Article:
Game changer for social housing thanks to Leicester’s Micro-Fresh

Byron Dixon

Micro-Fresh, the Leicester antibacterial coatings firm has been propelled with help from to Innovate UK the government initiative that helps businesses grow.

Annual turnover of Micro-Fresh is now into seven figures with growth exceeding 25% every year and having recently completed a £120,000 study, supported by Innovate UK, it was revealed that their product could be used in plaster to stop mould growing on walls.

As a result, Byron Dixon, the founder of Micro-Fresh has now launched a not-for-profit company, the Micro-Fresh Foundation, which will support its use in social housing.

“The Plaster Project is relevant to me as I grew up in a social housing area of Leicester and experienced asthmatic symptoms as a child.” says Byron “This is a typical function of mould in damp social housing.”

He says he had a short attention span at school and was “always doing stuff to interrupt the class” but developed a love of chemistry.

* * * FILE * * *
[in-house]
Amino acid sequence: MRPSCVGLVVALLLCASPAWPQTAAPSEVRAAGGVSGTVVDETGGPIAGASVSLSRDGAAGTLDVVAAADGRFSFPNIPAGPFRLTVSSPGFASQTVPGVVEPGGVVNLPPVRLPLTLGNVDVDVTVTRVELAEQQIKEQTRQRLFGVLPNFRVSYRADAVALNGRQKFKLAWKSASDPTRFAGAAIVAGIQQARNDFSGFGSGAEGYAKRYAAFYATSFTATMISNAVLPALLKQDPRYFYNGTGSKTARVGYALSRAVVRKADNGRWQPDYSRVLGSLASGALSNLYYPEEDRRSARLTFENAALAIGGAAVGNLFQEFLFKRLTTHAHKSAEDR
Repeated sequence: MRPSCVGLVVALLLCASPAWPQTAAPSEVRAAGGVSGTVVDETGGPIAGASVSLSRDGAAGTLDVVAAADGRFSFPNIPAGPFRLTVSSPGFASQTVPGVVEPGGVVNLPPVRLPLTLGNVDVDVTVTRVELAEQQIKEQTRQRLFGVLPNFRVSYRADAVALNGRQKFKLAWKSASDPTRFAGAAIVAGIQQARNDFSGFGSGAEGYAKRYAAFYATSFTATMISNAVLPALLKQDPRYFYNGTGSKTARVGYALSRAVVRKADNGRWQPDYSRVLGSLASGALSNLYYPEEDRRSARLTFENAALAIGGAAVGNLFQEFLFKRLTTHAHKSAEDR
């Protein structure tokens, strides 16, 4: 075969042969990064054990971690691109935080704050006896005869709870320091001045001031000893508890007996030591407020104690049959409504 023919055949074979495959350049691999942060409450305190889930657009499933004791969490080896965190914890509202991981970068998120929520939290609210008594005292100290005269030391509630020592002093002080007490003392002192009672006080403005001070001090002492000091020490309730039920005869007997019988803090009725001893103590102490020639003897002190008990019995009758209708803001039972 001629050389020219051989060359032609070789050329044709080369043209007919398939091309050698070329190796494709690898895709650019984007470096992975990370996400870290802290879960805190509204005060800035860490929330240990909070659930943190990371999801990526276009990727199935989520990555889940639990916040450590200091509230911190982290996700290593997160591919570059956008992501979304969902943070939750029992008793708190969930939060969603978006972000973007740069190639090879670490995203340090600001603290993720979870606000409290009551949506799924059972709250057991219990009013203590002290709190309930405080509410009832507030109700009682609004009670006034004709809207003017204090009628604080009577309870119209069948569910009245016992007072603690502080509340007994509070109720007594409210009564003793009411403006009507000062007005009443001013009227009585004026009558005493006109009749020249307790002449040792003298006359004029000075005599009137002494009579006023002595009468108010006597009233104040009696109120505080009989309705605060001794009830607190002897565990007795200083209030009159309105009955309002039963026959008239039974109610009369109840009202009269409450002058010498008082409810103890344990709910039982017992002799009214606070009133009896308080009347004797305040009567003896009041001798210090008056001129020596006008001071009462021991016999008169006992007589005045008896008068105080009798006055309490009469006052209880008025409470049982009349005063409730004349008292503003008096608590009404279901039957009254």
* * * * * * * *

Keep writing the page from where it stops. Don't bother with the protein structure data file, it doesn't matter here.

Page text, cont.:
“We did the crystal garden, growing crystals in soda glass and I just loved it. It seemed like magic to a child. I remember my chemistry teacher saying to me, ‘Byron, if you want you can actually sail through your chemistry exams.’ So I did.”

The company has now opened overseas offices in China, India, Portugal, Vietnam and Singapore and has just started operating in the USA.

Micro-Fresh products are now stocked in John Lewis, Next, Debenhams, Matalan, Sainsbury’s, Tesco, M&S and many other outlets.

Byron is now looking to tap into the vast American market, where there is huge demand for antibacterial products – particularly since the Ebola outbreaks in West Africa. He says the Micro-Fresh coating can also protect against E. coli, MRSA, salmonella and listeria. His lightbulb moment came in the changing room of his local football team.

He adds, “I play football and during some dressing room banter one of the lads said that if it stops fungus, it should stop bacteria like MRSA and E. coli. We did some tests with the University of Leicester and we came up with the antibacterial side and now we’re into the food industry and healthcare.”